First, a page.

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Reflux Esophagitis

Medically reviewed by Last updated on Mar 2, 2022.

What is it? Reflux esophagitis (e-sof-uh-ji-tis) happens when stomach acid flows back into the tube that connects the mouth to the stomach. This tube is called the esophagus (e-sof-uh-gus). Acid irritates the esophagus and may cause you to have heartburn. Heartburn may get better with treatment, but it may return.

Causes: Heartburn is caused by stomach acid backing up into the esophagus. This happens because the muscles at the top of the stomach have gotten weak. Heartburn has nothing to do with the heart. You may have heartburn if you weigh too much, are pregnant, smoke, or drink too much alcohol. Eating too much may cause heartburn. Some medicines or coughing too hard may also cause heartburn.

Signs and Symptoms: You may feel burning in your chest, usually at night. Heartburn is most common when you are lying down. Other signs may be burping. You may have a sour or acid taste in your mouth. Or you may have a sore throat. The stomach acid may bother your esophagus or cause other problems, such as ulcers. Sometimes reflux can cause asthma.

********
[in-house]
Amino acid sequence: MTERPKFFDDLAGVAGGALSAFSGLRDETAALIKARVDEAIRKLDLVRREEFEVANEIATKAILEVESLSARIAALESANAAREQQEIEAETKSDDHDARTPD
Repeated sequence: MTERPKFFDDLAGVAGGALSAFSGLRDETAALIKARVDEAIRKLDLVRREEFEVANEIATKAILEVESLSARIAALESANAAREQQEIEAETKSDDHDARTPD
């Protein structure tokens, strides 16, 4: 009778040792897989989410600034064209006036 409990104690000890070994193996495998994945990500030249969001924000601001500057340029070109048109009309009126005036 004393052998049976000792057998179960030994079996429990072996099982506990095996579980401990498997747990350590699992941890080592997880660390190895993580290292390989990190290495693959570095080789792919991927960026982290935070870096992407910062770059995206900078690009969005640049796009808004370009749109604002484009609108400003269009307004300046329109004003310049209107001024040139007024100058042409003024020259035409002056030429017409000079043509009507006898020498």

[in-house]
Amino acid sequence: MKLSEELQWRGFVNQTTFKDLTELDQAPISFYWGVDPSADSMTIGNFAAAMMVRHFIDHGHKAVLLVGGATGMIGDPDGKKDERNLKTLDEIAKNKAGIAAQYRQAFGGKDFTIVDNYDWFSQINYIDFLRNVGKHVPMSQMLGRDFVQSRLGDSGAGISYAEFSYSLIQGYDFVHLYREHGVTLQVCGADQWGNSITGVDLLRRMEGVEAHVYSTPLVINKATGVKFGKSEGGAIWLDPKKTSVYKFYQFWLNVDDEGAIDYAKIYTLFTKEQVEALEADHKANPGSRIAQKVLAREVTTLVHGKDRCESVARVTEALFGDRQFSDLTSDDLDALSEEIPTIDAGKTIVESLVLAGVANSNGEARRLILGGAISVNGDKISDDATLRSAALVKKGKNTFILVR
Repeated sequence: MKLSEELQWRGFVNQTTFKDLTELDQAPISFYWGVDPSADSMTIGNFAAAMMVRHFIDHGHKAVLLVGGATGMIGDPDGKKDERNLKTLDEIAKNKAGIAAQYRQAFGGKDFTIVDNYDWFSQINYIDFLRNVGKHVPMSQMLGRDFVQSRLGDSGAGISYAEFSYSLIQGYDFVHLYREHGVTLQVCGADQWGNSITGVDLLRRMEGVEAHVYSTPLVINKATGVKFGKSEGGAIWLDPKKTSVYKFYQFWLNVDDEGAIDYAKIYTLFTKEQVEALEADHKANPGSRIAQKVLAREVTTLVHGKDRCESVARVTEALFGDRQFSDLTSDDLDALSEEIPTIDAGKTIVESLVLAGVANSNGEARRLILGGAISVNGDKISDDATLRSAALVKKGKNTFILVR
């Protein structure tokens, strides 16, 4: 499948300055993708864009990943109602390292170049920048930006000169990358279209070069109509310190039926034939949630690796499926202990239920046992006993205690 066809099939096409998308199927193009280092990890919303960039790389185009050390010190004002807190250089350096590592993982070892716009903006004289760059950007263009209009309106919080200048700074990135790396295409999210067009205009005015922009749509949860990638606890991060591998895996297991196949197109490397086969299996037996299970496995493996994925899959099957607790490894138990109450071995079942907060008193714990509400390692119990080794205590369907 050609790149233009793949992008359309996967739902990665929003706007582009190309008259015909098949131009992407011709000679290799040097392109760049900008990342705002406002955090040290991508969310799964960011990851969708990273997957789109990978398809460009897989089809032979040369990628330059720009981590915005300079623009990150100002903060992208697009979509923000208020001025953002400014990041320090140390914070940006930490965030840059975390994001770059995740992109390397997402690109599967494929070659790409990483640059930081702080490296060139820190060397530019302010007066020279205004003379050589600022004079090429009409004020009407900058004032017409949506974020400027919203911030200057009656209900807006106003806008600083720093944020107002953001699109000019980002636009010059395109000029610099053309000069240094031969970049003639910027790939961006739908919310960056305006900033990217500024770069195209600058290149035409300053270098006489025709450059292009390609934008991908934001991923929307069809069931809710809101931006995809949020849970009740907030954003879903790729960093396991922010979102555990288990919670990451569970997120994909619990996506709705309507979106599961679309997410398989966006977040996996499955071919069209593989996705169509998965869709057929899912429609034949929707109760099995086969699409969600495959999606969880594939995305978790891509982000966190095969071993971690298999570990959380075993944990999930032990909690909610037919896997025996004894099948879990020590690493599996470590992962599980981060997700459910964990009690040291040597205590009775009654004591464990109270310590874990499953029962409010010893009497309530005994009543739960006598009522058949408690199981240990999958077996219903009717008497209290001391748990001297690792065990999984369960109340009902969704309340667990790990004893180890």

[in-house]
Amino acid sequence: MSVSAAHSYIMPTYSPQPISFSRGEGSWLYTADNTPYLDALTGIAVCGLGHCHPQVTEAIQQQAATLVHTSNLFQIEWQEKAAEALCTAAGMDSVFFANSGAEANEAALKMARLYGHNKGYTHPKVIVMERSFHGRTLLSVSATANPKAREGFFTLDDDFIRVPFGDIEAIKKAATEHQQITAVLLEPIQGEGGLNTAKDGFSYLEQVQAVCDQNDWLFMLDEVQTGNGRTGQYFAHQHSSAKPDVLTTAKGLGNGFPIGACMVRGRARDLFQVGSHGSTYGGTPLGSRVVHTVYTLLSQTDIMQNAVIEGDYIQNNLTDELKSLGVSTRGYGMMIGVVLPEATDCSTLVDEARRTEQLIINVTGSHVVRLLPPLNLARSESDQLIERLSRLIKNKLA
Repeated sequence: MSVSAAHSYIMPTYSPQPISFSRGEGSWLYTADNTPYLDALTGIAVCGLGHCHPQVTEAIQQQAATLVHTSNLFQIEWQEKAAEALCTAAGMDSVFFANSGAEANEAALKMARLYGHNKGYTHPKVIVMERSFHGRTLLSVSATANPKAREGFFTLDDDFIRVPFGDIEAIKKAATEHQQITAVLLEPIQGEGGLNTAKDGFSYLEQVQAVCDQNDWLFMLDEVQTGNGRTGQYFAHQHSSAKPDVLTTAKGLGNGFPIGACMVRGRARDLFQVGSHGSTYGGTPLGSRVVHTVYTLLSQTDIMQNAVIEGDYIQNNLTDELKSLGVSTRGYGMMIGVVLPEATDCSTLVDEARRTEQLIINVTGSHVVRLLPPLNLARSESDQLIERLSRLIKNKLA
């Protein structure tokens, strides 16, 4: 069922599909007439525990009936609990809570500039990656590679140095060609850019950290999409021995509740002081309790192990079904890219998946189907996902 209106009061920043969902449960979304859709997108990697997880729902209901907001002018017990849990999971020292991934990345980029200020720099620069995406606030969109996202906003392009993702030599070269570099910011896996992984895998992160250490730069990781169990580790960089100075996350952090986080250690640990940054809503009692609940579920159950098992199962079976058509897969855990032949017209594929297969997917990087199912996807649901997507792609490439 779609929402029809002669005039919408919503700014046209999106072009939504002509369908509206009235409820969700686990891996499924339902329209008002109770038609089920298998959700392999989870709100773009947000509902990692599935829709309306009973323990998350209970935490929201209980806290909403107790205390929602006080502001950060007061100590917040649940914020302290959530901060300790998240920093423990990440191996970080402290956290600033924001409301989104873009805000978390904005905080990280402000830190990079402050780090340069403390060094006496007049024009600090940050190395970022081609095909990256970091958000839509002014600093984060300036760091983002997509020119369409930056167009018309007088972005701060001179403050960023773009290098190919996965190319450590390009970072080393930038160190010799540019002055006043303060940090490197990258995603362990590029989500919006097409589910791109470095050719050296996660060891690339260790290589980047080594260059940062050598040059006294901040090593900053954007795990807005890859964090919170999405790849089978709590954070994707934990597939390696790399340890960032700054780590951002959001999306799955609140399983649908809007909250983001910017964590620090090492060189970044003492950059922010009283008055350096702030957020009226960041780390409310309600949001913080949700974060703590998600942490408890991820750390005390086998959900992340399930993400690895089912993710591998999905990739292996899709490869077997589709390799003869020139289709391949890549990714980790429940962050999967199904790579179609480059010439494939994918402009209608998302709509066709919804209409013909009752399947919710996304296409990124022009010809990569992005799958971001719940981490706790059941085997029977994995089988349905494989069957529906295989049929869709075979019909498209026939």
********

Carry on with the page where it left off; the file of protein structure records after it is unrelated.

Care: You may need medicine for your heartburn. It may help to raise the head of your bed 6 to 8 inches on blocks. Check with your caregiver before taking any medicine if you are pregnant.

Do's and Don'ts: Do eat small meals slowly. Do not bend over or lie down after eating. Lose weight if you are overweight. You should drink more fluids, such as water or juices. But you should not drink alcohol or drinks that have caffeine (coffee, tea, cocoa, cola drinks). Do not wear tight clothes around your chest and stomach.

Care Agreement

You have the right to help plan your care. To help with this plan, you must learn about reflux esophagitis and how it can be treated. You can then discuss treatment options with your caregivers. Work with them to decide what care will be used to treat you. You always have the right to refuse treatment.

Learn more about Reflux Esophagitis

Treatment options

Further information

Always consult your healthcare provider to ensure the information displayed on this page applies to your personal circumstances.